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Latest reads and resources in newsgathering and verification
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Hi Everyone,

Much has happened in the past three months surrounding the debate over fake news so we put together a timeline of key moments and published articles. Please share the timeline and let us know if we've missed anything.

Last week, we welcomed Claire Wardle aboard to the full-time team. Claire is one of the founding partners at First Draft and is a leader in the field of social media verification. She explains in this post how she will build a research agenda and establish First Draft as a non-profit in the US.

We also launched our second handbook A Journalist’s Guide to Copyright Law and Eyewitness Media by Sam Dubberley. The report gives readers an understanding of how copyright laws apply to photographs and videos captured at the scene of a news event and highlights some of the pitfalls news organisations should avoid when looking to use this eyewitness media in their reporting. Sam also looks at six countries — U.K., U.S., Germany, France, Finland and Australia — and discusses the unique challenges that apply to each jurisdiction with senior executives and editors.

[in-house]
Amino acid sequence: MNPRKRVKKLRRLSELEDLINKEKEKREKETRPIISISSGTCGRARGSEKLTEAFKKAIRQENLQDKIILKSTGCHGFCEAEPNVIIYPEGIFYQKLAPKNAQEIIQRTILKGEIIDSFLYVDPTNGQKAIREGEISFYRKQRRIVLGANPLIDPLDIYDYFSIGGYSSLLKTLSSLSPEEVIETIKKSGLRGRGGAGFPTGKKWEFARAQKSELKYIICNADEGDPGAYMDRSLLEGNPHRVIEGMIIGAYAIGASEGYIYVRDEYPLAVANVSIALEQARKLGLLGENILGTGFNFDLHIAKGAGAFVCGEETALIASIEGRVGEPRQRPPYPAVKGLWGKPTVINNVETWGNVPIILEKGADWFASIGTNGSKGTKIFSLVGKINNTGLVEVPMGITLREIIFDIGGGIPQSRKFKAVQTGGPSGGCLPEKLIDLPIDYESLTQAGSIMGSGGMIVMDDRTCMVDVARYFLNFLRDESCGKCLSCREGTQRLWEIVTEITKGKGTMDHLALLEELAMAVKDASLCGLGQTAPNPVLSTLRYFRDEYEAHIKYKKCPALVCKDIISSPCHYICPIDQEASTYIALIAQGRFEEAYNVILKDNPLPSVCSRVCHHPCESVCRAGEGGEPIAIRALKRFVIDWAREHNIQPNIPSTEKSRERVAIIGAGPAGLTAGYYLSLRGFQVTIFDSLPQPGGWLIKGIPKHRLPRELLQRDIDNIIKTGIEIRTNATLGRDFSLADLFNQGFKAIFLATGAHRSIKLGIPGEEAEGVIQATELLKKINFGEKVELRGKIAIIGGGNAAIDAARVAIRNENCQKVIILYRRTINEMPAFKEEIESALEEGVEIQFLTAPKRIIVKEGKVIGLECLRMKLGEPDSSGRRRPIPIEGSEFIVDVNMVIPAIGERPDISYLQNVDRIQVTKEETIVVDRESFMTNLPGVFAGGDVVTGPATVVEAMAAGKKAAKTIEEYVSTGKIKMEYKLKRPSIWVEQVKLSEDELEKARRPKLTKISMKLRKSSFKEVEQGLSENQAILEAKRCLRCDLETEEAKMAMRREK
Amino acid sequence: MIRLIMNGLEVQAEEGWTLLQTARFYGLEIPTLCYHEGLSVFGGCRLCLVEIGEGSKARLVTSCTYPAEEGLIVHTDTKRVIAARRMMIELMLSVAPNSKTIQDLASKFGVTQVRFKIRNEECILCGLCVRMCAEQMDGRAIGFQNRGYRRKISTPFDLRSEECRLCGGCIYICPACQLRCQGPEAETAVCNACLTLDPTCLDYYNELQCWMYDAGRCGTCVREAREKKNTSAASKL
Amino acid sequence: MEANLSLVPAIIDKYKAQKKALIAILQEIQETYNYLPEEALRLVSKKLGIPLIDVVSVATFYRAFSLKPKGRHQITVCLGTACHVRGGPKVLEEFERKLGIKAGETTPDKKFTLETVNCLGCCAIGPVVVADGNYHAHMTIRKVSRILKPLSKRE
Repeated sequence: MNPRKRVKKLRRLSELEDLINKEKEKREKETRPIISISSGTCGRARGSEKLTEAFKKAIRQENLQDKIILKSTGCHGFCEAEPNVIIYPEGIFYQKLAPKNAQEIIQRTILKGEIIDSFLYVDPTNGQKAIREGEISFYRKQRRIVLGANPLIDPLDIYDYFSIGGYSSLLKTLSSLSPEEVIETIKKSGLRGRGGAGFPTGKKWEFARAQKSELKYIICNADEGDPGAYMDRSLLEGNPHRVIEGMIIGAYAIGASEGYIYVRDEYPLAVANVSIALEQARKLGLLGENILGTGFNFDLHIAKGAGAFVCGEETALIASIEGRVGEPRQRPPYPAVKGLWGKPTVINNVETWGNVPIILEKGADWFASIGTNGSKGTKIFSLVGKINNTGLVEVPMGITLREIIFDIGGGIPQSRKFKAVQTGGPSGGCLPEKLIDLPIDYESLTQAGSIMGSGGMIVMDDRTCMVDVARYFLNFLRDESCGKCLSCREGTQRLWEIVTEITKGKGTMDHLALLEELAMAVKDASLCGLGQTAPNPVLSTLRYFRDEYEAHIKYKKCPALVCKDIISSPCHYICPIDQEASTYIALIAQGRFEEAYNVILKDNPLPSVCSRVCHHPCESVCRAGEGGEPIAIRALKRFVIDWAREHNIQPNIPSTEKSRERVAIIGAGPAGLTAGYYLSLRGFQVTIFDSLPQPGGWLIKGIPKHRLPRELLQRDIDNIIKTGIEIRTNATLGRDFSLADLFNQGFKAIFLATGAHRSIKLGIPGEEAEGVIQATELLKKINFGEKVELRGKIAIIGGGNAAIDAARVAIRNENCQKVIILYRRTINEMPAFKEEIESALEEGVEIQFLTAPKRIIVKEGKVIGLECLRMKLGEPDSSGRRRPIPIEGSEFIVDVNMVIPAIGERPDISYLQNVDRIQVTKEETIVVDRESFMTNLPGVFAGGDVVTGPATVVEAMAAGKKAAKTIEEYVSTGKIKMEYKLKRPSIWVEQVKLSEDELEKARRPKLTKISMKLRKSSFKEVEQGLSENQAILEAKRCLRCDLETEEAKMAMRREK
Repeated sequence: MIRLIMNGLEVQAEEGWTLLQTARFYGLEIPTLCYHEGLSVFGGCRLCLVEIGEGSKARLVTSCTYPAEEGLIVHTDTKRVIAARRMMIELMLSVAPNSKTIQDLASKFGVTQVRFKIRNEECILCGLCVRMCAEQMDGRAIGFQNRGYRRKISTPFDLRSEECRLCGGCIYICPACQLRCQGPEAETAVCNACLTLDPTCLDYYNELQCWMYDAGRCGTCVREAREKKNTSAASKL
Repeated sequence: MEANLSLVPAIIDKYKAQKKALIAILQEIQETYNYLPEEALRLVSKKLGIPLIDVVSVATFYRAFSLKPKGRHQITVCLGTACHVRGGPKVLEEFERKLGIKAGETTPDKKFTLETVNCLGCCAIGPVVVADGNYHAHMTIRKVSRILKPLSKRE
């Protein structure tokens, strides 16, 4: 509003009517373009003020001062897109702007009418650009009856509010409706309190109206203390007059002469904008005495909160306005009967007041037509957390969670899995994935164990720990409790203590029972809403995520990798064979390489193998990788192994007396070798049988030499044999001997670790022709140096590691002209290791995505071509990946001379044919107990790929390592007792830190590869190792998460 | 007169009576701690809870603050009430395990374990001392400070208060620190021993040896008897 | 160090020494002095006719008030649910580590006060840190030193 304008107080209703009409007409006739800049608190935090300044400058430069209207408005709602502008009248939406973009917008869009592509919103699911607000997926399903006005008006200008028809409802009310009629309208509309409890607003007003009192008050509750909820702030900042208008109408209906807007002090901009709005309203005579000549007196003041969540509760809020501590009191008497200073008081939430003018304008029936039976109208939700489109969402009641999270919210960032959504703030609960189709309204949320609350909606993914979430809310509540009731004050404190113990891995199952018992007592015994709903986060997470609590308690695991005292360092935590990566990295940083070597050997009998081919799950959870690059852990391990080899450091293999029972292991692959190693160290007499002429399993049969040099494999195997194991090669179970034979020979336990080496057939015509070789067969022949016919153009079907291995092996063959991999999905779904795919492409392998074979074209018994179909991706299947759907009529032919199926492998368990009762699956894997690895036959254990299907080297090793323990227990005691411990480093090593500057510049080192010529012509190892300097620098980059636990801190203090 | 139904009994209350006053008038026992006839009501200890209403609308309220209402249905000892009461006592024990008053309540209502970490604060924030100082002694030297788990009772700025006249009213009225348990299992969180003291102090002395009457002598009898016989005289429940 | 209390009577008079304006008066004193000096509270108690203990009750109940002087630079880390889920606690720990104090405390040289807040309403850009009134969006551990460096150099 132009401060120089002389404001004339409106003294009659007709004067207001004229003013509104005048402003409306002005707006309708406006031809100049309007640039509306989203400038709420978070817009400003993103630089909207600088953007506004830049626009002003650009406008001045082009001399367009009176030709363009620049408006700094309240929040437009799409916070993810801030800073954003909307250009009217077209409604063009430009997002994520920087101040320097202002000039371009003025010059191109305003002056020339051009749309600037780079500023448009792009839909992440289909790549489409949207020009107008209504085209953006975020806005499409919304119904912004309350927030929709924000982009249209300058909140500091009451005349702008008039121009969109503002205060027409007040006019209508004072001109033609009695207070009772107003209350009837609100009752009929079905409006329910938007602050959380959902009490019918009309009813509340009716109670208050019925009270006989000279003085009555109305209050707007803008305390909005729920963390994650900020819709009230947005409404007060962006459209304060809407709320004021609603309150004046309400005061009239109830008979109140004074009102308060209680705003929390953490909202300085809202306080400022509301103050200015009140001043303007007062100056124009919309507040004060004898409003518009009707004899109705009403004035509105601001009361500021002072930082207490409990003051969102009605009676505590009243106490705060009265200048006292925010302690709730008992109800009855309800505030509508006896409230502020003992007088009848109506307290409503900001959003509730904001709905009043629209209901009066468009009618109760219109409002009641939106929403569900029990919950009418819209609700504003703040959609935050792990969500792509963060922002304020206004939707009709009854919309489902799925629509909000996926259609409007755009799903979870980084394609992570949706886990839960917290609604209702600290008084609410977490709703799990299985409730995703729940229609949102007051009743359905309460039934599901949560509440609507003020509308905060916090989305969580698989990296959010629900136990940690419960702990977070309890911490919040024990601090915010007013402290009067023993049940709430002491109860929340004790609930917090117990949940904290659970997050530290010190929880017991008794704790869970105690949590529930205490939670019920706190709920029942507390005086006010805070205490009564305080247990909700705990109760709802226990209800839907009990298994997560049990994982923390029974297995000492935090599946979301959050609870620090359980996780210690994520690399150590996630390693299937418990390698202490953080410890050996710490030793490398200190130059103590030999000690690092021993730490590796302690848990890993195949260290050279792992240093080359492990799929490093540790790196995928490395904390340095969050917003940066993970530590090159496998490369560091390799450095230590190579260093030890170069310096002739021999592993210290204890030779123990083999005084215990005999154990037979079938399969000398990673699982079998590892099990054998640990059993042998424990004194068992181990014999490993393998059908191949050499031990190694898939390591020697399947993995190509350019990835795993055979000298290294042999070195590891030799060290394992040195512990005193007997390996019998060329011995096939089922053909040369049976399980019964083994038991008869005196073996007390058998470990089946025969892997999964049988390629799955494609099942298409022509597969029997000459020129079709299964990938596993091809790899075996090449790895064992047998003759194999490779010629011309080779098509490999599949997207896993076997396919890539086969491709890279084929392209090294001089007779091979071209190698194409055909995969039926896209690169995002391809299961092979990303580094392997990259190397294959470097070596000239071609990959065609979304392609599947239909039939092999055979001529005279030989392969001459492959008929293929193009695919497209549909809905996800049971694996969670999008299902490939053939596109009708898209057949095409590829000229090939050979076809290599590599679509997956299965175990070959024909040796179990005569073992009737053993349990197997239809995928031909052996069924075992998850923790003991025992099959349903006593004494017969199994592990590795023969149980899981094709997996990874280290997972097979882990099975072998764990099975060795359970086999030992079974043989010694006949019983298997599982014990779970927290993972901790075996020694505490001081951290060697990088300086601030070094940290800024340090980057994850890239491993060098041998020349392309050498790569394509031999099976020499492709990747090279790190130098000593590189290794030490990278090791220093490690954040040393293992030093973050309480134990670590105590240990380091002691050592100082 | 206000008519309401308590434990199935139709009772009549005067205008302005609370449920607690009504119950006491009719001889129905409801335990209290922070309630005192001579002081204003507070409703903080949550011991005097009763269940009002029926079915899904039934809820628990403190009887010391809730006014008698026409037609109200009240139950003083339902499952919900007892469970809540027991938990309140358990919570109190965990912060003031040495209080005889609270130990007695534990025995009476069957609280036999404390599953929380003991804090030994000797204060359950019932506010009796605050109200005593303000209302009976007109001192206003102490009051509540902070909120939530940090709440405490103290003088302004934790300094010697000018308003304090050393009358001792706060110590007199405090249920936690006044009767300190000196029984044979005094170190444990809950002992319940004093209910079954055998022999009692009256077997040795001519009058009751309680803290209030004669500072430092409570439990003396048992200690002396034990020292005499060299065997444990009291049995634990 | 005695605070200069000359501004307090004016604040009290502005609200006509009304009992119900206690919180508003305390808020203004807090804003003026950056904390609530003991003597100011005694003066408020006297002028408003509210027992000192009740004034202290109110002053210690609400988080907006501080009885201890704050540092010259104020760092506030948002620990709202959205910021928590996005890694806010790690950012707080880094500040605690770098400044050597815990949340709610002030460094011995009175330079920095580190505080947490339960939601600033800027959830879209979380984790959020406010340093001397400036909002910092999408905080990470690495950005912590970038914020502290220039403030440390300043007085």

This week, we will have the final of three Partner Network meetings in San Francisco. The meetings are designed to bring partners together to discuss which challenges to prioritize, and to agree to make concrete actions in 2017. The two meetings so far have included representatives from technology companies, newsrooms, human rights organizations and fact-checking sites from around the globe.
Three Must Reads
Le Monde is building a hoax-busting database that includes information on fake and verified websites and trusted sources that readers can access using web browser extensions. It is also exploring an automated hoax-spotting search-engine funded by Google’s Digital News Initiative.

Reuters has built Reuters News Tracer, which detects breaking news events on Twitter. To verify posts, an algorithm assigns scores based on 40 factors like accounts that are verified, number of followers, posts with images and links, etc. “Amazingly enough, a Tweet that is entirely in capital letters is less likely to be true,” said Reg Chua, executive editor of data and innovation at Reuters.

Adrian Chen writes in The New Yorker that "the story of PropOrNot...combines two of the most popular technological villains of post-election analysis—fake news and Russian subterfuge—into a single tantalizing package. Like the most effective Russian propaganda, the report weaved together truth and misinformation."

After our Partner Network meeting in San Francisco on Thursday, we will publish our action plan for 2017.

Have a great week,
First Draft Team
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